Now Christian Science is said to be "A system of healing disease of mind and body, which teaches that all cause and effect is mental, and that sin, sickness and death would be destroyed by a full understanding of the divine principle of Jesus' teaching and healing; a form of mental therapeutics." Webster's New International Dictionary, 2nd Ed.; 14 C.J.S., Christian, page 1115.

Medicine has made great strides since the days of Hippocrates. When we consider, in these modern times, the remarkable successes from the wonder drugs and the marvelous feats of surgery, it is almost unbelievable that a rational human being can become so fanatical in his adherence to creed that he would deny to himself these great means and agencies of relief and repair, especially if he is suffering with some substantial malady. Of course, if he is an adult, and in his right mind, society *653 might perhaps let him go on to his death, if he so chooses. (Hn 5) But an enlightened society will not permit the great healing medium of modern medicine and surgery to be denied to children, regardless of the conscientious belief of their parents, whether such parents be natural or adoptive.

(Hn 6) Appellants are not members of the Christian Science church, though they are students of that creed. There was no proof that they are opposed to medical treatment. It is not safe to brand the member of a religious sect as a believer in all of the dogma of his sect. Oftentimes, members accept creeds with reservations, and do not profess to be orthodox in all of the tenets. These appellants maintained that they had provided all necessary medical and surgical care for this child ever since he had been in their custody. Besides, they solemnly declared to the court, under oath, that they have no objection or conscientious scruples against having a physician or surgeon, or both, attend the child, if such services are necessary; and that they will provide medical care and attention when and if the same becomes necessary. While the boy attends the Sunday School of that faith, even though he may desire to embrace that form of religion, according to the proof, he may not do so until he is twenty years old.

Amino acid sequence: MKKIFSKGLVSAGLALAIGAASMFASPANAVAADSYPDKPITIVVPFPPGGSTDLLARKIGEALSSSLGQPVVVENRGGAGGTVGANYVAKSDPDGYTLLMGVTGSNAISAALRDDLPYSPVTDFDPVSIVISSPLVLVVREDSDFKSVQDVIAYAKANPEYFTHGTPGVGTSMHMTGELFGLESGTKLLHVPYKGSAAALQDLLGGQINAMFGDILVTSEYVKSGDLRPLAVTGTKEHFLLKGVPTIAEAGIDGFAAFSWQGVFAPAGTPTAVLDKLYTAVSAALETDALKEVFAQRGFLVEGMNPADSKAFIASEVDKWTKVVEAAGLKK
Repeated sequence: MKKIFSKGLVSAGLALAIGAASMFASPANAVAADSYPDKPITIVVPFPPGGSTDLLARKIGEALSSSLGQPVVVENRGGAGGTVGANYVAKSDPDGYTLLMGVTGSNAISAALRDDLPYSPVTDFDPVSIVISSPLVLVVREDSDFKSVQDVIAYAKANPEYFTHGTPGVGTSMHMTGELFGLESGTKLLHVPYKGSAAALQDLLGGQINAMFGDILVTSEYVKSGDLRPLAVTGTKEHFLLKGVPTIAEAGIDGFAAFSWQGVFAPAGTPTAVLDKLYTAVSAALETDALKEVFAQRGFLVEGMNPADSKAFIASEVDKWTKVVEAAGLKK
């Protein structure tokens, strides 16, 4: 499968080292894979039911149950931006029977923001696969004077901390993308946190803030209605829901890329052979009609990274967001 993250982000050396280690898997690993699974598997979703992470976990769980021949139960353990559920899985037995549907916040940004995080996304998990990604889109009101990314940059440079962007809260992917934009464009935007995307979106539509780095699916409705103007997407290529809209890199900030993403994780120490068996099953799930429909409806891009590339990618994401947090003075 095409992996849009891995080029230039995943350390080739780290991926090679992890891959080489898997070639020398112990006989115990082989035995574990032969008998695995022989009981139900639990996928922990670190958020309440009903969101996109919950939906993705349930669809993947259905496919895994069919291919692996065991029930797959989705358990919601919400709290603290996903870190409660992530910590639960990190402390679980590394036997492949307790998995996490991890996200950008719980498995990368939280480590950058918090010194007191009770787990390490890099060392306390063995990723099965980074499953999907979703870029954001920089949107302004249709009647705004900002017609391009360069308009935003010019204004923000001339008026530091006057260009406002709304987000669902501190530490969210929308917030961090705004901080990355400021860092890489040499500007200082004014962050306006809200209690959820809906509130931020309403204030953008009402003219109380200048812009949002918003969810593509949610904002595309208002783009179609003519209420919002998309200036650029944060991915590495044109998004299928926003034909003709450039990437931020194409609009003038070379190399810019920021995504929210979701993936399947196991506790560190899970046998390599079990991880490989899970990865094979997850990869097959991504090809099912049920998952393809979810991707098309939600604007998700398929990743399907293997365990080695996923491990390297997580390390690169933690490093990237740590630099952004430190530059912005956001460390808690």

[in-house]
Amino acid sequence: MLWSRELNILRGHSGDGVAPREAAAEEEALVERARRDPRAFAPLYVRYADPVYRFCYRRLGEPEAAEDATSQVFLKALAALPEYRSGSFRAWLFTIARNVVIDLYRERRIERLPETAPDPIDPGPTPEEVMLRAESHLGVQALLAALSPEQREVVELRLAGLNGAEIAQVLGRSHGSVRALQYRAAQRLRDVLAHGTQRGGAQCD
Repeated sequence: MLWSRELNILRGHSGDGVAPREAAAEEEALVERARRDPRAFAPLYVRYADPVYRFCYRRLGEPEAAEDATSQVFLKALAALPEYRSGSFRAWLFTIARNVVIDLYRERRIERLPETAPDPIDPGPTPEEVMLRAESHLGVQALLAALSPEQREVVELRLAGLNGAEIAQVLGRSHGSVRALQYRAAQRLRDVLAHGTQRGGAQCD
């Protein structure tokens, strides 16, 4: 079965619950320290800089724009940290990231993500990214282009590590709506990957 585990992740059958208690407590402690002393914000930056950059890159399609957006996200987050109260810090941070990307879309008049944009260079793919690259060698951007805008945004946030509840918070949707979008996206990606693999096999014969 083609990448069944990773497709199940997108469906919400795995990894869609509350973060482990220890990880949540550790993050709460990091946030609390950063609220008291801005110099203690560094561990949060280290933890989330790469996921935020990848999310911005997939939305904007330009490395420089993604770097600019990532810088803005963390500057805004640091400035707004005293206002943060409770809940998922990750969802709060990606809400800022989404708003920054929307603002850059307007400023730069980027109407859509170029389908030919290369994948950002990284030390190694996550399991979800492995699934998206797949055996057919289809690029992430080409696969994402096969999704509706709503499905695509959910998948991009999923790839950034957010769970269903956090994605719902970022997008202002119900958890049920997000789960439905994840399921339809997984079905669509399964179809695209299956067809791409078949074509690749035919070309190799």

But, it is said, since a person, desiring to adopt a ward of the state, has no absolute right in such subject matter, the court or the chancellor in vacation acts not under a mandatory duty, but in the exercise of discretion, and that his findings and conclusions are, therefore, final. Section 1269, Code of 1942, provides in part: "... In either case the court, or chancellor in vacation, shall hear the evidence and if satisfied that the allegations of the petition are true, and that the interest and welfare of the person sought to be adopted will be promoted by the adoption, may decree that such person be adopted by the petitioner ...".

*654 However, the chancellor found that the appellants are fit, suitable, and proper persons to adopt the child, except that they are Christian Scientists in belief. If they had not been believers in that creed, it is clear that the chancellor would have granted the adoption. Since the fitness and suitability of the Egglestons are established, manifestly the adoption by them was, under the circumstances, for the best interest of the child. Whatever may be their religious views, the child has incurred no ill effects on that account. On the contrary, he has been the recipient of all necessary medical attention, as well as tender and loving care, in a good home and environment. Consequently, this is not a case of reversing a chancellor on his finding of fact, where the evidence is in dispute. It is a case without dispute as to the facts, in which the chancellor withheld from the appellants the privilege of adopting this little boy on the idea that the religious beliefs of the appellants would not be for the best interest of the boy. On this appeal, in review, we sit as chancellors; and we are of the opinion that the appellants were entitled to the privilege of adopting this child, and that the prayer for adoption, with all of the proffered benefits, should have been granted.

From what has been said, it is unnecessary, in the disposition of this cause, to pass on the constitutional questions invoked by the appellants.

The decree of the lower court is reversed, and a decree will be entered here in accordance with the prayer of the petition.

Reversed and decree here.